Shirin Ebadi won the Nobel Peace Prize in 2003 for her work for children's and women's rights. She is the first Iranian to receive this award and the first Muslim woman to receive it.
Iran Awakening is about her experiences with the repressive revolutionary religious government that took over Iran after the overthrow of the Shah.
Initially, Ebadi supported the movement to overthrow the Shah because his government was corrupt and repressive and not democratic. She fancied that the new regime would be more democratic than the old. She soon discovered how mistaken she was. As she says, "It took scarcely a month for me to realize that, in fact, I had willingly and enthusiastically participated in my own demise. I was a woman and this revolution's victory demanded my defeat."
Shirin Ebadi before the revolution was a law judge, presiding over a court room. After the revolution, she was only permitted to be a law clerk as a woman was not deemed fit to be a judge. She tries to conform but eventually leaves the court to move into private practice. Her focus becomes abused children and women who have no one to defend them or stand up for their rights in this cruel, male-dominated society that the revolution has created and sustains.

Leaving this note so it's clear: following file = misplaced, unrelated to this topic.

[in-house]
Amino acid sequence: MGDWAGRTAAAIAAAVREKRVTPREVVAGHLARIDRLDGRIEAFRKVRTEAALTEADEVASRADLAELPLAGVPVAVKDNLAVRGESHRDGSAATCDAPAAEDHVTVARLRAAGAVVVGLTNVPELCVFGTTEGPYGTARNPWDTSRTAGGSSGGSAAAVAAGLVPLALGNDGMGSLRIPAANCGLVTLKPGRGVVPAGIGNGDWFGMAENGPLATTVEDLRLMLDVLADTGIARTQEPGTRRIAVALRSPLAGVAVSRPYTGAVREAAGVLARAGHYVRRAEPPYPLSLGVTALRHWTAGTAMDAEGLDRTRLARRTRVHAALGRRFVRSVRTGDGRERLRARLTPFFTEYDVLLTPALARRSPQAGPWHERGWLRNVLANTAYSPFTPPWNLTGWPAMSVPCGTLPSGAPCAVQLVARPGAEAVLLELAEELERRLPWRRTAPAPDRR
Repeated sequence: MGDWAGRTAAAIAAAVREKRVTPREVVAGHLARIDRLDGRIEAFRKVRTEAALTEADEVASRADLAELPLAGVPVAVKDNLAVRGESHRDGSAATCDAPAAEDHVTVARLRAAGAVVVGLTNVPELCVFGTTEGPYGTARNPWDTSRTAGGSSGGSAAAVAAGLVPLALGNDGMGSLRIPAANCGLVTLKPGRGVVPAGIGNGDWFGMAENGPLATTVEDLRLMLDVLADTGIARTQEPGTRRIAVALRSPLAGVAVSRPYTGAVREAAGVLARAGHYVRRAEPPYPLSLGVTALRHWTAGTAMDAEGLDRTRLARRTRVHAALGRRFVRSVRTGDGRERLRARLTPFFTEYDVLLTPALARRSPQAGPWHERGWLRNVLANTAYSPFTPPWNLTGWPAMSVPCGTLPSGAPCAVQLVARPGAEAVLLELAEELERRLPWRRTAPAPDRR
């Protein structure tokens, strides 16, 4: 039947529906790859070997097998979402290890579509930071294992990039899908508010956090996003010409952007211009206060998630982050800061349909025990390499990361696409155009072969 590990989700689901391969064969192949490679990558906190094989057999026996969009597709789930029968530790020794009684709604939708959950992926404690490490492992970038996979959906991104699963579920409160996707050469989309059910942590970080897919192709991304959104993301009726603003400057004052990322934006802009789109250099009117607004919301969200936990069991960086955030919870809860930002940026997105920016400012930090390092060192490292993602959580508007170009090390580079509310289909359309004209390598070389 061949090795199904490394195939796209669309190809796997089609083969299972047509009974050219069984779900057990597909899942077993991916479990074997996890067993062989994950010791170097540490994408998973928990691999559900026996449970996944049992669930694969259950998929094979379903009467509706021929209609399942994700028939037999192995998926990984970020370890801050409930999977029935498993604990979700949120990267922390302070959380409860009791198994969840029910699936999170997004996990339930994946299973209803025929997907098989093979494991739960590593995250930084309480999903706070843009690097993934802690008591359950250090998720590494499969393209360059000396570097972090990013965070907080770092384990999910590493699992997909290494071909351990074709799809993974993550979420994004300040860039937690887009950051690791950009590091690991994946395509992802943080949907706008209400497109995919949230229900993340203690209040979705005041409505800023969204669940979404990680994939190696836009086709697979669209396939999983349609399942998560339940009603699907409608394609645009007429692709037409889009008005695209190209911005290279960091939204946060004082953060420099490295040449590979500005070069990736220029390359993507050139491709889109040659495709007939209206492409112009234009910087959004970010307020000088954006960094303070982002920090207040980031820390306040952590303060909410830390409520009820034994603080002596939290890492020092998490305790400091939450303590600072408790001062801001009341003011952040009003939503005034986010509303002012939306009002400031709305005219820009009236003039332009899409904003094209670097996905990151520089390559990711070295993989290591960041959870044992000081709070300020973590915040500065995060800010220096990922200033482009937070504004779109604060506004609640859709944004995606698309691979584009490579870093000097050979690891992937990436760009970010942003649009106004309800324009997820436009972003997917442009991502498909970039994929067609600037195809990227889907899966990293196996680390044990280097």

The main problem with the revolution in Iran and in all fundamentalist Islamic societies is their desire to enforce an outdated, centuries-old legal code based on a macho, tribal culture that views women and children as the property of the men in their lives. As Shirin says, "The laws, in short, turned the clock back fourteen hundred years, to the early days of Islam's spread, the days when stoning women for adultery and chopping off the hands of thieves were considered appropriate sentences."
Shirin takes on the cases of abused children and women and of the other victims of the regime. She brings these cases to public notice and comes under the hateful gaze of the government fanatics. She lives knowing that her life is in danger and that she could be killed or locked up at any time, as has happened to so many who have spoken out. Indeed she discovers in government transcript between a government minister and a death squad member that she is reviewing for a legal case that she is on the list of people to be killed: "The next person to be killed is Shirin Ebadi."